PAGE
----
How I became a Uniformist

by Fron

on 2016-04-07

At Philosophocle, there are many paths. There are stairs angling proudly up the hills and sinusoids winding leisurely through the garden. There are zigzags of wheelchair-accessible alternatives, basement tunnels lined with hot-water pipes, ladders hung from trees designated good for climbing, forbidden rooftops (to be traversed only during power outages, when the electricity to the alarmed door cuts off). People have chosen their paths, like Jacob who always chooses the zigzagging path rather than the stairs even when he’s late for class, to remind himself “there are no shortcuts to life”, or Albert, who dreams of being a squirrel, and is still practicing his tree-climbing so he can make it across campus without touching ground.

As I entered the Ideologies Fair, I wondered: what would be my path?

1 My encounter with Creativism

A huge crowd had gathered around the Creativist booth.

“Be Diferent! Be Divient!” their sign advertised.

On the left of the table were piles of plain white shirts. On the right was a box containing many tiny little wooden boxes. In the middle was a buffet table of decorations, including glitter, glitter glue, metal hooks, plastic eyes, pipe cleaners, bubble-letter tracers, a Random Quote Box, beads, thread, yarn, buttons, paint, spray paint, felt, sew-on-pockets, cardboard, cotton balls, flower petals, acorn caps, last autumn’s leaves, feathers dropped from birds in flight, and coconut shells.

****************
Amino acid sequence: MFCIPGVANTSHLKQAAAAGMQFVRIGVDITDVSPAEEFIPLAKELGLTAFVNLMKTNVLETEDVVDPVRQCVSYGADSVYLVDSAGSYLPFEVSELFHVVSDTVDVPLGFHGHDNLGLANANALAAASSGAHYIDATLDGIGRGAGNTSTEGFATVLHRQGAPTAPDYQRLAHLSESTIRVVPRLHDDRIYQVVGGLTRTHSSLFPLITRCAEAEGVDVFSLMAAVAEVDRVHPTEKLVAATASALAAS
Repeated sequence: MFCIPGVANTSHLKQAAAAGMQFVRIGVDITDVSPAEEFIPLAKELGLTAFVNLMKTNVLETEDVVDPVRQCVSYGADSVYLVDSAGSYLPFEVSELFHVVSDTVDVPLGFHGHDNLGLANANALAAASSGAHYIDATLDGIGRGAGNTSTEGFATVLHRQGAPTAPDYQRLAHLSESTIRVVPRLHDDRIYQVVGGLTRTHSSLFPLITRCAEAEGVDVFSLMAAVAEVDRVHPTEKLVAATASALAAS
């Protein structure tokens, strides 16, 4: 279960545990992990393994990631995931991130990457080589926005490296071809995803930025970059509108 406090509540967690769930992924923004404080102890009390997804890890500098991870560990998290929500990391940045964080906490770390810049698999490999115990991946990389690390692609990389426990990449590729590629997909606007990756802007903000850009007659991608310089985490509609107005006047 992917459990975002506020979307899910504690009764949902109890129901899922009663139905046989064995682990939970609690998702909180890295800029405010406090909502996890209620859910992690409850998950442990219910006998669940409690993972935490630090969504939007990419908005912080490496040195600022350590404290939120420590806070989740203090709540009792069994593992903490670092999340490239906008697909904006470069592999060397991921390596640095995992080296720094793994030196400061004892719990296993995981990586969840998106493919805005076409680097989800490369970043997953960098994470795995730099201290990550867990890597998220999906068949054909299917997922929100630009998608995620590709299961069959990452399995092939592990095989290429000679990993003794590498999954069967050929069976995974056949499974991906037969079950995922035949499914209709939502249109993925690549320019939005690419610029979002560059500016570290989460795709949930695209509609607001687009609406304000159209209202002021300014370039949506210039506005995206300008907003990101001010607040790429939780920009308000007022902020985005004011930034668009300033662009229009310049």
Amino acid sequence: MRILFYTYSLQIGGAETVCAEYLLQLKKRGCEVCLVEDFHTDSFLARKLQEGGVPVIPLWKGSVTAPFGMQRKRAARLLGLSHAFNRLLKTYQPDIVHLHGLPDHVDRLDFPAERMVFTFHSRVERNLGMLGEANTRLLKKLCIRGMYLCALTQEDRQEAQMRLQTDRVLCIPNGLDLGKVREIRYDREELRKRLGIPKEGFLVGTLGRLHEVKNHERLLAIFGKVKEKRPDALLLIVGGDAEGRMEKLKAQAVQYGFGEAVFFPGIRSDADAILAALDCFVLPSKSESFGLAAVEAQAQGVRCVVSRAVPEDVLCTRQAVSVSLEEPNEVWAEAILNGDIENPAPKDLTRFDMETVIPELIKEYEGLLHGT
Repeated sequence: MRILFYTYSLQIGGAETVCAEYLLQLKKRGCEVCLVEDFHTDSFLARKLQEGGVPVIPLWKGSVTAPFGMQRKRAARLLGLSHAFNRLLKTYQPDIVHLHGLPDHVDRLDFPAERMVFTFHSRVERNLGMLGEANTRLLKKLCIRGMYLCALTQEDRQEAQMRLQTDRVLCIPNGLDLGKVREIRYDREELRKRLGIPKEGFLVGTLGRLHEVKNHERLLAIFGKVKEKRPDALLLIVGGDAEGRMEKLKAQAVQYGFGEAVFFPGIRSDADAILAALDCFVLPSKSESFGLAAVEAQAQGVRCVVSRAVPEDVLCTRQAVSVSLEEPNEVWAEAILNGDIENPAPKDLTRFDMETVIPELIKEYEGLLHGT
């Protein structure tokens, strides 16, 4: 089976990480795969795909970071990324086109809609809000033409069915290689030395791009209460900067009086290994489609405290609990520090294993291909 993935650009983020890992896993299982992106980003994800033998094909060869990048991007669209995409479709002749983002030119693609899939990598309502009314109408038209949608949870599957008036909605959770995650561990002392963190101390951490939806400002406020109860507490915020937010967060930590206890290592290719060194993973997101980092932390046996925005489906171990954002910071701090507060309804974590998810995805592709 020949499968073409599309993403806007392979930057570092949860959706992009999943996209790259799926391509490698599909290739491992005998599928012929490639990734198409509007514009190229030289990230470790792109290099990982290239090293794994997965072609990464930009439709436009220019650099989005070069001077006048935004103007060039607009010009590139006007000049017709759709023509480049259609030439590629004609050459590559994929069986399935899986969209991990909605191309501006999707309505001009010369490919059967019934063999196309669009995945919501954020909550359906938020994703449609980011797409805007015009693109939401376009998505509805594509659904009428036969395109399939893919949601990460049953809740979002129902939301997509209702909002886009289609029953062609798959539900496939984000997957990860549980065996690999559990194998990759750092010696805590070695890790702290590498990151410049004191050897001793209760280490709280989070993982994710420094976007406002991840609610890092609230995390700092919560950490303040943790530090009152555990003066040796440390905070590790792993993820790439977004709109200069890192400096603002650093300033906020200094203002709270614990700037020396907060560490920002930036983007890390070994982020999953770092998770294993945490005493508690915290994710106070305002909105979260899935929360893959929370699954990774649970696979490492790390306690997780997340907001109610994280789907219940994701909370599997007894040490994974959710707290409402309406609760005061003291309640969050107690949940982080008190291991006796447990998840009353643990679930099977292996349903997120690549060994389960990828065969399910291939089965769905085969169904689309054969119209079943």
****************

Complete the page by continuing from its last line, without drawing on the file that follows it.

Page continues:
“A lot of people tell you that you can benefit society most by following the standard path,” said a girl behind the table whose nametag read “Trevisia.”

“But we believe that a life with a single unique attribute is more well-lived than an unoriginal but helpful life. Of course, the more unique attributes the better. Creativism is simply creating, ad infinitum.”

“How can we join?” an enthusiastic freshman asked.

“As a warm-up you can design your own T-shirt,” Trevisia gestured to the buffet table. “Please make sure it is sufficiently different from everyone around you! Once you are ready, you will need to go through the Initiation…”

Trevisia was certainly unique. She wore a hat made of bread, two earrings upon which dangled wire letters A through Z, and a tie-dyed shirt filled with hundreds of eyes, from cyclopean to arachnid to plastic. She sported candy-cane striped hair.